Reducing out-of-stock situations within stores saves customers car trips. Wal-mart has estimated that inventory management through item-level RFID tagging within its stores has the potential to eliminate extra trips for 100,000 customers daily—customers who would otherwise seek products elsewhere. The retailer has calculated that this would result in the elimination of 80,209 metric tons of CO2 per year.

Reducing excess inventory saves production and transportation. In a 2008 article written by Mickey Brazeal, titled “Green Revolution: RFID and the Rise of Convenient Sustainability,” Sandra Hughes, the global information governance and privacy executive at Procter & Gamble (P&G), stated that greater accuracy in supply chain tracking from RFID had enabled the company to begin reducing safety-stock levels. Hughes estimated that P&G had been keeping more than 65 days of inventory out in the supply chain, en route to retailers, so that they would never run out, at an annual cost of $3 billion. One can infer that reducing this excess stock would save an enormous amount of energy—as well as GHG emissions—by reducing the need for extraction, production and transportation associated with the stock.


Improved Cargo Management

The accurate location of cargo containers, truck trailers and drivers in seaport cross-docking applications saves fuel, pollution and over-production. NYK Logistics has dramatically improved service levels and productivity at several of its port facilities, through the use of an RFID-enabled, real-time location system (RTLS). The company has decreased truck idling times from hours to minutes, and has removed two days of “dwell time” for inbound goods moving through the supply chain. Customers are able to reduce safety stock levels and the expediting of orders, thanks to superior, Web-based visibility of their in-transit goods.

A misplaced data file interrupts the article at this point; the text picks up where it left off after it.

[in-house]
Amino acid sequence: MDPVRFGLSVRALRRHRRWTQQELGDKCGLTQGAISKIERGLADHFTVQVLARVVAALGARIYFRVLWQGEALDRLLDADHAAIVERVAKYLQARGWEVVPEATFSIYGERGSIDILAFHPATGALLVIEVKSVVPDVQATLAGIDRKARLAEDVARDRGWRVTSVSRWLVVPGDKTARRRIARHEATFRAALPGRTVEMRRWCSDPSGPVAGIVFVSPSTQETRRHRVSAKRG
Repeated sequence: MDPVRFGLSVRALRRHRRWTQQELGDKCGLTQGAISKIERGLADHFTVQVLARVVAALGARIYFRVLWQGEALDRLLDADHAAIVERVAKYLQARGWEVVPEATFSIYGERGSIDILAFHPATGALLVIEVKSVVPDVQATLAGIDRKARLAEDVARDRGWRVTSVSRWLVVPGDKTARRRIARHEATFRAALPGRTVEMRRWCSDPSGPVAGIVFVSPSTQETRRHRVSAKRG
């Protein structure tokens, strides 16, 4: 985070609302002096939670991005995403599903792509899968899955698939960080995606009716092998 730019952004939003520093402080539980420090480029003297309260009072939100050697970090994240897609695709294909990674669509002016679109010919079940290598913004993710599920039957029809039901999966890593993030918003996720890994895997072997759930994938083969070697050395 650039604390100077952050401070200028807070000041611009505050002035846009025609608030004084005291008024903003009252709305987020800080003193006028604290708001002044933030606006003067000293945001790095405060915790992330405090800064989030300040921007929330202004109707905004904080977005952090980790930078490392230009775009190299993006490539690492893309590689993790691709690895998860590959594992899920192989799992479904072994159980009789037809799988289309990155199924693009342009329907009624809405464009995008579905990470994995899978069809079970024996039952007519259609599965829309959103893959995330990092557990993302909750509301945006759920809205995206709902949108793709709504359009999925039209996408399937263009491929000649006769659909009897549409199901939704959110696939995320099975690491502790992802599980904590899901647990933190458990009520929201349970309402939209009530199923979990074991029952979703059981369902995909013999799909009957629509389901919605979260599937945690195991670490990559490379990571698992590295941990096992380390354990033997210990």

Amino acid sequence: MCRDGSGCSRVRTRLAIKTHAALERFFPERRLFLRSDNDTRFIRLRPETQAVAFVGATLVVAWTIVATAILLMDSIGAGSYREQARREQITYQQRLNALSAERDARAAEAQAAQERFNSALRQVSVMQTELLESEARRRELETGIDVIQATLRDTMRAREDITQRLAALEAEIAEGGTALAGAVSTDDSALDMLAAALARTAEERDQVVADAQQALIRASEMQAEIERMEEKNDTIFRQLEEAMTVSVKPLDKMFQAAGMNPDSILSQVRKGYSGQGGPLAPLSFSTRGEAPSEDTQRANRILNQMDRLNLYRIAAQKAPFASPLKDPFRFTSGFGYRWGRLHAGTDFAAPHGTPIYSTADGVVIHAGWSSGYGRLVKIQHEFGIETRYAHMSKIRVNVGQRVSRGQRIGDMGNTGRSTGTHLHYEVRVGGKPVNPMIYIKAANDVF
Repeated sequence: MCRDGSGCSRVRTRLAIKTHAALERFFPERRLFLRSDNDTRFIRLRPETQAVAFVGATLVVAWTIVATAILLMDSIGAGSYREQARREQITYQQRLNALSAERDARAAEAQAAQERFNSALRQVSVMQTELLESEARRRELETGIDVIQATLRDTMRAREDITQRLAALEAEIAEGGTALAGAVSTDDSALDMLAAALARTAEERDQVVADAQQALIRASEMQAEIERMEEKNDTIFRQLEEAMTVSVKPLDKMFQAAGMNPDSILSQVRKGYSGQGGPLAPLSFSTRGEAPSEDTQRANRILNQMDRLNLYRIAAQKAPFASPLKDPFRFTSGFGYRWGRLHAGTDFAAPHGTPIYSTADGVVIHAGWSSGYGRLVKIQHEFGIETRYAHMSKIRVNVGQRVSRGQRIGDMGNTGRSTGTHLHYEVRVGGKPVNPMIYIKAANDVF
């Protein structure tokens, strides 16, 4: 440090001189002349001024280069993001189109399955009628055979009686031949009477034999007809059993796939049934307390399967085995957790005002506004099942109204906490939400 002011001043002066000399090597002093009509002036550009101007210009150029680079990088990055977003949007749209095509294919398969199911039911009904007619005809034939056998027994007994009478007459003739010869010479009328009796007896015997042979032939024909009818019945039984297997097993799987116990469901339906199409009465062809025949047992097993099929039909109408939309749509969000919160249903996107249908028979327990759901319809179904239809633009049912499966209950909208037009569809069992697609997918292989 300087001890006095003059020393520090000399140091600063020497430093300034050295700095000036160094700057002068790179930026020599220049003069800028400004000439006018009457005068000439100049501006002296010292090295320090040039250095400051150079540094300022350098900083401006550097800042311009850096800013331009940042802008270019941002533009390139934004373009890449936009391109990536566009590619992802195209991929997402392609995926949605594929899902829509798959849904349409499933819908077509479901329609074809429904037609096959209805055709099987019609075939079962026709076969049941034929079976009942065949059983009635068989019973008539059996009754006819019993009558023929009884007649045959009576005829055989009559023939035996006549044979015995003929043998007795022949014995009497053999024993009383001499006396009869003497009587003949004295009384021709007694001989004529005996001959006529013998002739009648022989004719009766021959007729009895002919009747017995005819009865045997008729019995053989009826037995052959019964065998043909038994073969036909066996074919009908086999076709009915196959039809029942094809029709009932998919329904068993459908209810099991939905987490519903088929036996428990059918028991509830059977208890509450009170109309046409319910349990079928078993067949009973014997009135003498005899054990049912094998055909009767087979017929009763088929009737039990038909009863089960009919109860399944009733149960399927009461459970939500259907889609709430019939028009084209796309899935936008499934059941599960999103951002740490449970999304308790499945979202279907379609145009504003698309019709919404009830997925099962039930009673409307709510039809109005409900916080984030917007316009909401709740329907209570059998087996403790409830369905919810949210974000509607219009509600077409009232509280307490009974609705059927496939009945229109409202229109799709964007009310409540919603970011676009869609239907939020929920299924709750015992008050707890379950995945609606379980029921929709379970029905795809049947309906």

Electronic Toll Collection

Electronic toll collection (ETC) systems reduce idling and emissions. Solutions such as E-ZPass and I-Pass employ radio frequency identification. They save millions of tons of CO2 that would have otherwise been emitted by vehicles waiting to enter toll gates. The E-ZPass system reduced delays on the New Jersey Turnpike for all vehicles by 85 percent, saving an estimated 1.2 million gallons of fuel each year, while also eliminating approximately 0.35 ton of volatile organic compounds and 0.056 ton of nitrogen oxides per weekday. A 2001 ETC pilot project conducted by the California Department of Transportation (CalTrans) on just one bridge—the Carquinez Bridge, located in Vallejo, Calif.—showed savings of 55,525 gallons of fuel within one year, as well as 9.8 metric tons of CO2, 1.06 metric tons of nitrogen oxide and 0.46 metric ton of hydrocarbons.

Automatic Vehicle Identification Parking

Employee parking garages equipped with automatic vehicle identification (AVI) systems save time, fuel and emissions. Instead of stopping to insert a magnetic stripe card into a reader, and then sometimes waiting in morning queues, AVI users, equipped with RFID-enabled cards inside their vehicles, can simply drive through the gates. TransCore, an AVI system vendor, estimates that an AVI-enabled parking garage containing 500 cars saves about 275 employee hours annually, along with 5,480 pounds of CO2.